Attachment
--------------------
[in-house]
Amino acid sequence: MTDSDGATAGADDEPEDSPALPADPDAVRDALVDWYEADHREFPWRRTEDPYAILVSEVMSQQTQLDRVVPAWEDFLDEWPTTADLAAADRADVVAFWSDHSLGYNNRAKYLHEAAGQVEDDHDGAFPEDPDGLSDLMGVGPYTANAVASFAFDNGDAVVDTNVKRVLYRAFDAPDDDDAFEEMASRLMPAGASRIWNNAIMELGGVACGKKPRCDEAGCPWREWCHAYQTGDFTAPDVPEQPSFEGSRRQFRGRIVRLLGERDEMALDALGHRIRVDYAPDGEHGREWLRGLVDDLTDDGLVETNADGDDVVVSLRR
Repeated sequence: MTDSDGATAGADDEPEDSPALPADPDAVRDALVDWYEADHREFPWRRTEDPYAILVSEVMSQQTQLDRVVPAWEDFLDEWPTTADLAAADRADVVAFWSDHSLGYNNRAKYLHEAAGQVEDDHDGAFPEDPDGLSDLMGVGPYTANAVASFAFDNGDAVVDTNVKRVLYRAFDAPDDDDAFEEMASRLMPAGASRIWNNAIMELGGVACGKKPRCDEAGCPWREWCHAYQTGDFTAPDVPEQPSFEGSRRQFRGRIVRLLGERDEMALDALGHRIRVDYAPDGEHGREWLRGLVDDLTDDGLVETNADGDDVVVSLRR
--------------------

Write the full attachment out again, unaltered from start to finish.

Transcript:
[in-house]
Amino acid sequence: MTDSDGATAGADDEPEDSPALPADPDAVRDALVDWYEADHREFPWRRTEDPYAILVSEVMSQQTQLDRVVPAWEDFLDEWPTTADLAAADRADVVAFWSDHSLGYNNRAKYLHEAAGQVEDDHDGAFPEDPDGLSDLMGVGPYTANAVASFAFDNGDAVVDTNVKRVLYRAFDAPDDDDAFEEMASRLMPAGASRIWNNAIMELGGVACGKKPRCDEAGCPWREWCHAYQTGDFTAPDVPEQPSFEGSRRQFRGRIVRLLGERDEMALDALGHRIRVDYAPDGEHGREWLRGLVDDLTDDGLVETNADGDDVVVSLRR
Repeated sequence: MTDSDGATAGADDEPEDSPALPADPDAVRDALVDWYEADHREFPWRRTEDPYAILVSEVMSQQTQLDRVVPAWEDFLDEWPTTADLAAADRADVVAFWSDHSLGYNNRAKYLHEAAGQVEDDHDGAFPEDPDGLSDLMGVGPYTANAVASFAFDNGDAVVDTNVKRVLYRAFDAPDDDDAFEEMASRLMPAGASRIWNNAIMELGGVACGKKPRCDEAGCPWREWCHAYQTGDFTAPDVPEQPSFEGSRRQFRGRIVRLLGERDEMALDALGHRIRVDYAPDGEHGREWLRGLVDDLTDDGLVETNADGDDVVVSLRR